Sometimes I just want things to be static and unchanging. During this crazy time of wearing masks, waiting in line to enter the grocery store and being more anti-social than usual, I find it comforting to get out into nature and visit the unchanging landscapes. Well, I should state that the landscapes are always changing, but in small, natural ways.

Frog pond


I went out this week and hiked the Odyssey trail (my own name for it since it doesn’t have an official name).  I was expecting small changes.  I was curious how the Champion stamp mill ruins survived another winter.  Big change. The huge jaw crusher had fallen through the wooden supports holding it up. It was not unexpected.  It was just a matter of when.

The pulley of the jaw crusher is still partially visible in the center after falling through the supporting deck.


View from Winter 2009

Then another change: someone with too much time on their hands moved the old school bus from where it had sat for decades near a mining camp, to a quarter mile away. I can’t fathom why this was done.  The new site is not very interesting.  Well I suppose it’s better than being pushed into the creek which was a lot closer.

The old school bus in its new location (actually it says Colorado State Forest Service on the side, so not school)

The next change was the aqueduct is no longer an aqueduct.

A pipeline has replaced the aqueduct.

The most disappointing change was a fir tree which was hundreds of years old succumbed to the winds of winter.  It was the oldest fir tree that I have seen in the wild.

This old fir tree was hundreds of years old. The diameter where the tree broke was 3.5 feet. It’s nearly 6 feet in diameter near the ground.

By the end of the hike I was feeling pretty unsettled with how much things had changed in a year. So much for those unchanging familiar landscapes.

It seemed like a longer than usual winter.  So much snow. So much work. So much bullshit. I had looked forward to camping in the Utah deserts, in the silence, the solitude, in the warmth. But a world pandemic got in the way of it, with lockdowns and a piling on of the work schedule. I’m grateful to be able to earn a living, many are not so lucky.  The pandemic will likely affect business eventually since what I do is connected to disposable income.  I imagine that some customers will no longer have disposable income.

Mourning cloak butterfly on an aspen trunk

I’m hoping to update more often, but who knows. I’m trying to get my photographic “work flow” established on the Linux desktop since I no longer use Windows.  I’ll be more likely to update if it’s easy to do so, and developing the photos has been a block in the recent past. I estimate I’ve taken somewhere around 40,000 photos in the last 20 years.  For Linux, I seem to be settling on Rapid Photo Downloader to get the photos into folders and RawTherapee to process the raw images.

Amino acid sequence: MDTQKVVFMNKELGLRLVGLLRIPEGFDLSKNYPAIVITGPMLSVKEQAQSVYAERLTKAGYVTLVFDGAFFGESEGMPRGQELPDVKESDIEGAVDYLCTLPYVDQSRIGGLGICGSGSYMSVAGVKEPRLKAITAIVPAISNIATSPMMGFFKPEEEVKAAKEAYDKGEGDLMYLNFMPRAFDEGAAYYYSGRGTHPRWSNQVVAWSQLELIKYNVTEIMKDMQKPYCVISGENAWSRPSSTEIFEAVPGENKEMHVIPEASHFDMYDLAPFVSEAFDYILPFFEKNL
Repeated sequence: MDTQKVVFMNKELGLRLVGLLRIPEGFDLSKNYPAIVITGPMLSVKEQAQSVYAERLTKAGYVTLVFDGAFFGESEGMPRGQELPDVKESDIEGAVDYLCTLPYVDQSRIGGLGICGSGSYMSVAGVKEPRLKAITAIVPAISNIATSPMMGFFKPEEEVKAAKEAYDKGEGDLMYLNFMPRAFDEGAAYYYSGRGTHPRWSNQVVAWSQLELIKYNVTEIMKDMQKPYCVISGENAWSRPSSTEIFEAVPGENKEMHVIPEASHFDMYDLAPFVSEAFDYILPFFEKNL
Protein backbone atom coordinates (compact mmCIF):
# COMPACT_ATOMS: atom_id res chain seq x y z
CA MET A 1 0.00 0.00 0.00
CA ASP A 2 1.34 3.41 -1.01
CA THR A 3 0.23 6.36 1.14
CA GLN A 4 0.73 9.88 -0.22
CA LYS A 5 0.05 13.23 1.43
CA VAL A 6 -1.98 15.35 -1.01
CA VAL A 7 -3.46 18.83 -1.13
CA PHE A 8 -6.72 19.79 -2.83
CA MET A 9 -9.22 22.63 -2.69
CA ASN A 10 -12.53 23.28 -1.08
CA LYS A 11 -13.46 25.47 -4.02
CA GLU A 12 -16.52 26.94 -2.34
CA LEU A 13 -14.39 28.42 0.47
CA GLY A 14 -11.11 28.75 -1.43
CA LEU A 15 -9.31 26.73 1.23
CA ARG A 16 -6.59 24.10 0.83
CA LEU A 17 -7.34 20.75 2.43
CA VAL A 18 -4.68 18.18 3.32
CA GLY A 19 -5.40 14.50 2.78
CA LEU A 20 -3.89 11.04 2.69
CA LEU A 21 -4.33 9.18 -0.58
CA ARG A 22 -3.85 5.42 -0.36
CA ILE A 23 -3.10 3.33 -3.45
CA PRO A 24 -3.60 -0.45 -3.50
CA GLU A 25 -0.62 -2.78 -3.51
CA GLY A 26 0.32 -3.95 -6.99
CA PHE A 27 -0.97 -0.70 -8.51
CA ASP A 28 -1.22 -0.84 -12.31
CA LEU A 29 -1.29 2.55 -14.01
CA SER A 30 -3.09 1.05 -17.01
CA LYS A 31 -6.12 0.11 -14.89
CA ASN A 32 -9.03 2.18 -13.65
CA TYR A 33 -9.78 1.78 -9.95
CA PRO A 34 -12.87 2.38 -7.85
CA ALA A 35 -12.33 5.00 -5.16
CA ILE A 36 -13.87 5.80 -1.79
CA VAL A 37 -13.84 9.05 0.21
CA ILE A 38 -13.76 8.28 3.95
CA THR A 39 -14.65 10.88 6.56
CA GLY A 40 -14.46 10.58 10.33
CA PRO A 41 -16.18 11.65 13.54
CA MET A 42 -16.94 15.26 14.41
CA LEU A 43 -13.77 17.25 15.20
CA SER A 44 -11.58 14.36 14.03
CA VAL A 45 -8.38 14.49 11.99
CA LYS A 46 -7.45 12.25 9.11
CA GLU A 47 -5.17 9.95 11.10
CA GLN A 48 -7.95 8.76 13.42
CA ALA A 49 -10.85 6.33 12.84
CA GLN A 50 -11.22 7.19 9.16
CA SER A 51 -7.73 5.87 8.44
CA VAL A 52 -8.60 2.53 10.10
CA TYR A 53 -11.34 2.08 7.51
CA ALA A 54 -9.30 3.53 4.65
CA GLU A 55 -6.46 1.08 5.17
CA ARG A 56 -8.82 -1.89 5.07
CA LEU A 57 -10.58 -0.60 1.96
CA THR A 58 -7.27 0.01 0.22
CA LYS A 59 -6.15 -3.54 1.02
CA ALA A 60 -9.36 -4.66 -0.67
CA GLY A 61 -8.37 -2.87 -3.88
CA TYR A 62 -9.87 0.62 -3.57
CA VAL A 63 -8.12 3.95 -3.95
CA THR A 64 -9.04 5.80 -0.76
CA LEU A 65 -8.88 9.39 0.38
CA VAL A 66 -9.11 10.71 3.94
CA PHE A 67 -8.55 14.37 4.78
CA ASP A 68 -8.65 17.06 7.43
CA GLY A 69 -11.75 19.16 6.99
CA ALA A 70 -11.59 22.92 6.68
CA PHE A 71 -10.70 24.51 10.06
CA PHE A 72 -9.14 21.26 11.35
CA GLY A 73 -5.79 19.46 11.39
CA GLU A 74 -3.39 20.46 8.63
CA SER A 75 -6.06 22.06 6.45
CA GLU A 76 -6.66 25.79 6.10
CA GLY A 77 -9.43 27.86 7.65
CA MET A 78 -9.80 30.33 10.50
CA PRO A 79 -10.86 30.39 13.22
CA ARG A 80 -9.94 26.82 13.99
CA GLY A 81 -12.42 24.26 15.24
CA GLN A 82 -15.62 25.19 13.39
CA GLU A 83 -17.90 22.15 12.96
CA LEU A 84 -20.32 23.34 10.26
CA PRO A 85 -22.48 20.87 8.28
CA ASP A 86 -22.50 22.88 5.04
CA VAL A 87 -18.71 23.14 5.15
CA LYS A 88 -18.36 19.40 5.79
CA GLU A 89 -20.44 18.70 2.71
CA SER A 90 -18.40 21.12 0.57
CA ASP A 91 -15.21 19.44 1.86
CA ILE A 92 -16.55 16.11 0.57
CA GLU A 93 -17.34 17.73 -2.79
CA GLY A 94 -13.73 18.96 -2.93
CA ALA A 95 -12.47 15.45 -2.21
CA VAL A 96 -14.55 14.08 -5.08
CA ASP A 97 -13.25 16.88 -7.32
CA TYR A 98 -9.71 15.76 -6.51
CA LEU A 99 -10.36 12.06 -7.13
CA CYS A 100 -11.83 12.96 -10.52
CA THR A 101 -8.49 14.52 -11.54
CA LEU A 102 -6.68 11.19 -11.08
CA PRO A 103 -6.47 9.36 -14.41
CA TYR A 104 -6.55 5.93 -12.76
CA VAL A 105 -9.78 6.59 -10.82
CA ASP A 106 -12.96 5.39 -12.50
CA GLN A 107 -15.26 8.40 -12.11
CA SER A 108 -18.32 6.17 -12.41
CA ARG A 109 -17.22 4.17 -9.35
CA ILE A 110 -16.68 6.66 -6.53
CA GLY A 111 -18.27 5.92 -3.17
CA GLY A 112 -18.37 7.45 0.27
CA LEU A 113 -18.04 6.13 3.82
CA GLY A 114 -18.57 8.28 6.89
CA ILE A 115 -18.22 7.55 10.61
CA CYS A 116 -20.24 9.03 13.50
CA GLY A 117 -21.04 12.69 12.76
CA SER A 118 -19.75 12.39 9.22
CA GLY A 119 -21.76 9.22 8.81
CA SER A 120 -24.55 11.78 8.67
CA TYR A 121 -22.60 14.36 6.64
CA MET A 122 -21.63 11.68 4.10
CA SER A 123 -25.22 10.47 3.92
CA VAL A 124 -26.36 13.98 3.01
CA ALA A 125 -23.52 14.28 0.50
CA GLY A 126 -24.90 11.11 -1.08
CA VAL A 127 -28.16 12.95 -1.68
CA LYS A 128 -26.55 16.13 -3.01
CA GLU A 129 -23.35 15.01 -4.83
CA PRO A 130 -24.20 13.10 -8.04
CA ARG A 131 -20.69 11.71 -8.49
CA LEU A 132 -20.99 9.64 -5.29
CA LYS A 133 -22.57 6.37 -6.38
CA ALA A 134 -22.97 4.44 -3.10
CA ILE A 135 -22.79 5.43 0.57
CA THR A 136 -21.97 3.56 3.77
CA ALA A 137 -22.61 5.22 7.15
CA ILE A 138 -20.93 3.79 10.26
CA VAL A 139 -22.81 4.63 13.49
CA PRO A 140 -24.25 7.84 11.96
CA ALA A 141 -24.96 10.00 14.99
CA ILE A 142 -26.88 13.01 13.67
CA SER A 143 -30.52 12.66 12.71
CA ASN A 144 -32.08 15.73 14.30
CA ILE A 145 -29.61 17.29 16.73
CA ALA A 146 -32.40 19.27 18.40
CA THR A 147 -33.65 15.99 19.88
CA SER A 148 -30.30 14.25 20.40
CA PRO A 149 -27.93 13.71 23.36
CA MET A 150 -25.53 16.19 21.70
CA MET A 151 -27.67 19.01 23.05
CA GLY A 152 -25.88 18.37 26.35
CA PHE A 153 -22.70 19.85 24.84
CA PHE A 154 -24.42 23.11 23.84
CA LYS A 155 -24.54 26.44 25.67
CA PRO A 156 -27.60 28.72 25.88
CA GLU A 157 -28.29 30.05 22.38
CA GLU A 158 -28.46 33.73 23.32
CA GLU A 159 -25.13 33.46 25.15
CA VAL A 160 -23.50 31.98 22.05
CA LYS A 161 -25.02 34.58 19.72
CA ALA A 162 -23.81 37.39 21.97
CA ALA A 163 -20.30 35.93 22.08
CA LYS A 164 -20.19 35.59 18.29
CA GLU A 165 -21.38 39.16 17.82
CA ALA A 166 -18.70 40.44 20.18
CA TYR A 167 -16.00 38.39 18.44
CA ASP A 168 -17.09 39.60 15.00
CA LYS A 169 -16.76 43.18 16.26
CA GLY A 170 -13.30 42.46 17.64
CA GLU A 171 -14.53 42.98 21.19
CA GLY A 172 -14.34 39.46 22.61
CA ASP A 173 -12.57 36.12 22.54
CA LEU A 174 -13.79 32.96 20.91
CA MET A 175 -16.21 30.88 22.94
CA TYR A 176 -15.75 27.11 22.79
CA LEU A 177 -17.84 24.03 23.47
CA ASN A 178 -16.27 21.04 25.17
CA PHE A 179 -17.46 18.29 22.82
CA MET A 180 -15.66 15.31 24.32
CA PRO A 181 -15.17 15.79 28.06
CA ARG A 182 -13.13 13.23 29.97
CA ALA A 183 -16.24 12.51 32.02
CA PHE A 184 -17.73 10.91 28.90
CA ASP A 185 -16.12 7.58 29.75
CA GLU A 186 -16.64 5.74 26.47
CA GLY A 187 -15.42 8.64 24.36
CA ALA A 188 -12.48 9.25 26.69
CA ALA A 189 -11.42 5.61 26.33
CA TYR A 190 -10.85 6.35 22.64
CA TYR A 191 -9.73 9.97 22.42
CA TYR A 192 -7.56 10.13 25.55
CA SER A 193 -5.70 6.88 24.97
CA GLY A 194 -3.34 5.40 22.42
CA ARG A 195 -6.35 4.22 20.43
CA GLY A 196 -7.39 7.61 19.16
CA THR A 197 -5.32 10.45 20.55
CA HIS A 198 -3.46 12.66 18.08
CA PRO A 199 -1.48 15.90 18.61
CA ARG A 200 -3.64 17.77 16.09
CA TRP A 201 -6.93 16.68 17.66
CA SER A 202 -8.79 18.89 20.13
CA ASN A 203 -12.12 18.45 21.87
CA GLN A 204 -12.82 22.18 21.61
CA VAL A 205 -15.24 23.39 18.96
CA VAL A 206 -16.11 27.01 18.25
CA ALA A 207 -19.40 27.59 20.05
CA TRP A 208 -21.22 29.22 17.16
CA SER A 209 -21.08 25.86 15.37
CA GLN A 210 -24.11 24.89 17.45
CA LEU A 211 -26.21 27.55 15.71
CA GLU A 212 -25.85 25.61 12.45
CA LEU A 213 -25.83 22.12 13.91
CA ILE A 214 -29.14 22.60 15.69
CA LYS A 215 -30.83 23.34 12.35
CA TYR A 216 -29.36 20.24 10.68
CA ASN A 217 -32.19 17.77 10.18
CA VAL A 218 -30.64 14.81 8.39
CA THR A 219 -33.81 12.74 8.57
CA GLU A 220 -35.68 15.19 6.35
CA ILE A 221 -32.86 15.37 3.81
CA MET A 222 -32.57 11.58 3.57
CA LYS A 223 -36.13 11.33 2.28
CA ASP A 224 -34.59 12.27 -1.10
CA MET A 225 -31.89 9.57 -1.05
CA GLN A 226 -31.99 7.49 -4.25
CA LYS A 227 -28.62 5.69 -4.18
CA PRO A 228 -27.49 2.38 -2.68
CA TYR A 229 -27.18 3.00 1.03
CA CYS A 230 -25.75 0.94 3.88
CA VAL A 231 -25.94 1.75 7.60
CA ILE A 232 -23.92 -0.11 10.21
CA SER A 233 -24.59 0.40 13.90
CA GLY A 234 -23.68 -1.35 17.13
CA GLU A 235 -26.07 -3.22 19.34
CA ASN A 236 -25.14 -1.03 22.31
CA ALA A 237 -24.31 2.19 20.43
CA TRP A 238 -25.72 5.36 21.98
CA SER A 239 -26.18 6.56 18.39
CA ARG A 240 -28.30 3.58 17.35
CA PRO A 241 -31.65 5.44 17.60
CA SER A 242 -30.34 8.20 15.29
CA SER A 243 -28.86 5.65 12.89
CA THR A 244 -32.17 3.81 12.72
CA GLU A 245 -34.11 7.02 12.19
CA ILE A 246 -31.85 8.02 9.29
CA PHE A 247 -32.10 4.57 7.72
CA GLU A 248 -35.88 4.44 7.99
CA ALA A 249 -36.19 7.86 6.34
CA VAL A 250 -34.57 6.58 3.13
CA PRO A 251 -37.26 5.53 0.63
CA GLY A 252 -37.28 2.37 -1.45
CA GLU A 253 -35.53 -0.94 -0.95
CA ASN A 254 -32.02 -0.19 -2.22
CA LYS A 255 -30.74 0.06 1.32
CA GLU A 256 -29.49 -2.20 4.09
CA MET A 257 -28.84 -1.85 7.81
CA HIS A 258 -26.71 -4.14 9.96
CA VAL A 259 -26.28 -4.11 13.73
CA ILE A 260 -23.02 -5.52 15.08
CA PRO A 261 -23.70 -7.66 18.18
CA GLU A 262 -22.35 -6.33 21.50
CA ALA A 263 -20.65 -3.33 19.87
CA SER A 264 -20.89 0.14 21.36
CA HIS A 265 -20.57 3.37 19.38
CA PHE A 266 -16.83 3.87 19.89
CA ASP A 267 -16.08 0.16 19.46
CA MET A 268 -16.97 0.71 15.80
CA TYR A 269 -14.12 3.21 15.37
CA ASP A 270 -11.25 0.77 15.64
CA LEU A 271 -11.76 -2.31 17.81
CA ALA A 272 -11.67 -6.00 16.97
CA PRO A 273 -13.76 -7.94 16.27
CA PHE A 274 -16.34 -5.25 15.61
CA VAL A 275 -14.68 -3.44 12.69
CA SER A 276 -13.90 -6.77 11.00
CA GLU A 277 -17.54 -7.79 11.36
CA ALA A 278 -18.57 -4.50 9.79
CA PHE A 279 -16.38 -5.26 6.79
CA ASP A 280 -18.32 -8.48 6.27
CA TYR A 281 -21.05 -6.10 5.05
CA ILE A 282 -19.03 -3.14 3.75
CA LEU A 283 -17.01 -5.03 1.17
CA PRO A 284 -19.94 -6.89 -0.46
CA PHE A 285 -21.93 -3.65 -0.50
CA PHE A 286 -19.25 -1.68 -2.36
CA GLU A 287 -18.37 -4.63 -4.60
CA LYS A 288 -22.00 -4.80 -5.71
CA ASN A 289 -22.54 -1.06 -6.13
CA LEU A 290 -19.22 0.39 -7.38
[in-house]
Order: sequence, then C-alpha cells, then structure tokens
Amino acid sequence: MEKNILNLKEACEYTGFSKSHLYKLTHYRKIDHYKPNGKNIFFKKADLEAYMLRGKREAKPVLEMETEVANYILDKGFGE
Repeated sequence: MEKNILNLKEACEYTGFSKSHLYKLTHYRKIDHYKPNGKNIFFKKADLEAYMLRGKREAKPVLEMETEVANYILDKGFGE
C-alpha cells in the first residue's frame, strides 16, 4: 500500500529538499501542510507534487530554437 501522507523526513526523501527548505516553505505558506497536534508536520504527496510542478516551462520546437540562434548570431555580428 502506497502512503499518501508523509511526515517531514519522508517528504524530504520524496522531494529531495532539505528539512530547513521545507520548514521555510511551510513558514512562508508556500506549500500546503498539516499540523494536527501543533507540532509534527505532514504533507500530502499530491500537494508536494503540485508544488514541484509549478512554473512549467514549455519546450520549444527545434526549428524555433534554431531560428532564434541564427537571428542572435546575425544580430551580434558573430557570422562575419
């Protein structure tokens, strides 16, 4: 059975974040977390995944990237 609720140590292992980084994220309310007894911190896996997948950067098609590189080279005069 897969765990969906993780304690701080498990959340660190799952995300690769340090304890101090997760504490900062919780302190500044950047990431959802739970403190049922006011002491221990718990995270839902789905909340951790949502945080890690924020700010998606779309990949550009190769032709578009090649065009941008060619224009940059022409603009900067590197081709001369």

Lichen on rust


Another Rabbit Hole

I was hiking in the tundra a couple of weeks ago and spotted a tailings pile coming out the side of a mountain off in the distance.  It was directly below an old mine I already knew about.  I made a mental note to explore that area on a future date.

That future date arrived and I went exploring.  Given that it is located near a heavily traveled trail, I didn’t expect to find a hole that you could drive a Corvair into.


Entrance to lower Forth of July Mine.


I didn’t have a flashlight with me.  But even walking in a little way, taking a flash picture, and cranking up the brightness, I still couldn’t see the end.


Not sure how far it goes


It looks stable, so perhaps with a bright flashlight I’ll go in a bit further on a future hike.  I suspect it joins up with a vertical shaft that is running down from 500 feet above.  I’ve previously explored the shaft from above and it’s closed.  The amount of tailings in front of this entrance indicates quite a bit was excavated.

Around the entrance was the requisite old rusting machinery and boiler.

Old boiler and air compressor. A date stamped on one piece is July 28, 1902.


Boiler with firebox doors still intact.


Top of air compressor storage tank


What's left of the steam engine and compressor.


Nearby cabin.


There were numerous sites where old cabins stood.  One was probably the mess hall with a very large wood cooking stove still in the center of it.  What I found interesting was there were steam pipes leading to each cabin site.  Did they use the steam for heating?  Maybe. Typically mining camps would use wood stoves but perhaps this one was different.

Gilpin Adventure

It was well overdue for an outing with Rob and Sherrie.  We normally do this monthly, but it’s probably been 6 months or longer.  And as we often do, we set off to places none of us had been before to discover the mining history of the area.  But if anyone had asked, we were hunting for wild mushrooms and raspberries (which we found and ate).

We headed up towards Mammouth (or Mammoth, depending which sign or map we were looking at) Gulch in Gilpin County.  As we bounced and jostled up the 4×4 road, Rob kept an eye on the maps.  There was a “Y” symbol next to the road, which in U.S.G.S. symbology means an adit or tunnel.  So we stopped to explore what we couldn’t see.


Follow the rails

Continue reading